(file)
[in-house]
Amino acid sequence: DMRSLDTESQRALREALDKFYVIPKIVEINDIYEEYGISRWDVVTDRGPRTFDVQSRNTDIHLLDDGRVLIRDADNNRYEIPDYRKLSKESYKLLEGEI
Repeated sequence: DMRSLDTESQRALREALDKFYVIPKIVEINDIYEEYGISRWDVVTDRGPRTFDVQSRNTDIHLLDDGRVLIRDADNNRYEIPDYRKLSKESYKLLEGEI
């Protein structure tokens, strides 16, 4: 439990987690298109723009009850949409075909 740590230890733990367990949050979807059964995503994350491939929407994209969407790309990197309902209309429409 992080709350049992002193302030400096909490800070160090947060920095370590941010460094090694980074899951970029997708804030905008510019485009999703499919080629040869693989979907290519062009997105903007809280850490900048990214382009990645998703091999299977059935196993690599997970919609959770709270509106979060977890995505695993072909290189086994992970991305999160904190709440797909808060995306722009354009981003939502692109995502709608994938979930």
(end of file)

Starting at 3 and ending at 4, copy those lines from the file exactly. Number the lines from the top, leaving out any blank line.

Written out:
Repeated sequence: DMRSLDTESQRALREALDKFYVIPKIVEINDIYEEYGISRWDVVTDRGPRTFDVQSRNTDIHLLDDGRVLIRDADNNRYEIPDYRKLSKESYKLLEGEI
């Protein structure tokens, strides 16, 4: 439990987690298109723009009850949409075909 740590230890733990367990949050979807059964995503994350491939929407994209969407790309990197309902209309429409 992080709350049992002193302030400096909490800070160090947060920095370590941010460094090694980074899951970029997708804030905008510019485009999703499919080629040869693989979907290519062009997105903007809280850490900048990214382009990645998703091999299977059935196993690599997970919609959770709270509106979060977890995505695993072909290189086994992970991305999160904190709440797909808060995306722009354009981003939502692109995502709608994938979930």